TABLE OF CONTENTS
TITLE PAGE I
DECLARATION PAGE II
CERTIFICATE PAGE III
TABLE OF CONTENTS VI
LIST OF TABLES IX
LIST OF APPENDICES X
CHAPTER ONE: INTRODUCTION
Background to the Study 1
Statement of the Problem 6
Purpose of the Study 7
Significance of the Study 8
Scope of the Study 9
Research Questions 9
CHAPTER TWO: REVIEW OF RELATED LITERATURE
Conceptual Framework 12
Concept of Programme Evaluation 12
Concept of Supervision 17
Theoretical Framework 19
Classical Organizational Theory 19
Social Learning Theory 22
Theoretical Studies 23
Evaluation Models 23
Types of Evaluation 26
Historical Development of Supervision in Nigeria 30
Who is an Instructional Supervisor? 33
The Classroom Teacher as an Instructional Leader and Supervisor 36
Qualities of a Supervisor 40
Purpose of Supervision 42
Supervisory Practices in Schools 44
Review of Empirical Studies 49
Summary of Related Literature 52
CHAPTER THREE: RESEARCH METHOD
Research Design 54
Area of the Study 54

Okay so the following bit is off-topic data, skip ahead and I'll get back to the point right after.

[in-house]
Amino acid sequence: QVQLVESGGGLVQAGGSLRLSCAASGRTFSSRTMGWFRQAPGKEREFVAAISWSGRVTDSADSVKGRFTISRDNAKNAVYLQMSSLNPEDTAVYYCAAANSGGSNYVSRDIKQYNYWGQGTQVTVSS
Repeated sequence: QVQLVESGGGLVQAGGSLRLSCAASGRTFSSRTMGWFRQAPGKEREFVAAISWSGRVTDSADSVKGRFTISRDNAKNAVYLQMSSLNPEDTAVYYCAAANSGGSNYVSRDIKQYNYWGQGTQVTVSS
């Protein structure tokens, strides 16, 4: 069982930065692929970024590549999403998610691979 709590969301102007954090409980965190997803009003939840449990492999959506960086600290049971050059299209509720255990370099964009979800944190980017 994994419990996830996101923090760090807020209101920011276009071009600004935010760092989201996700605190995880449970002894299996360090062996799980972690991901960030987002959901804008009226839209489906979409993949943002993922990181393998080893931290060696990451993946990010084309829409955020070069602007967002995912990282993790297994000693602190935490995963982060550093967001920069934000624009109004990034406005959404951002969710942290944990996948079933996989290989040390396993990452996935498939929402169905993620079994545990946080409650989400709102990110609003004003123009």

Population of the Study 54
Sample and Sampling Technique 55
Instrument for Data Collection 55
Validation of the Instrument 56
Reliability of the Instrument 56
Method of Data Collection 57
Method of Data Analysis 57
CHAPTER FOUR: PRESENTATION AND ANALYSIS OF DATA
Research Question 1 58
Research Question 2 59
Research Question 3 61
Research Question 4 63
Hypothesis 1 65
Hypothesis 2 65
Summary of Findings 66
CHAPTER FIVE: DISCUSSION OF FINDINGS, CONCLUSIONS
Discussion of Findings 67
Implications of the Findings 69
Limitations of the Study 71
Suggestions for Further Studies 72
Summary of the Study 72
LIST OF TABLES
Table 4.1: Deviation responses on the supervisory practices used by supervisors
in primary schools 58
Table 4.2: Mean and standard deviation responses on the evaluation of
supervisory practices used by internal and external supervisors in
public primary school 60
Table 4.3: Mean and standard deviation responses on the evaluation of
supervisory practices as perceived by male and female supervisors 62
Table 4.4: Mean and standard deviation responses on how the supervisory practices
used by internal supervisors differ from those used by the external
Table 4.5: T-test statistics on supervisory practices used by internal and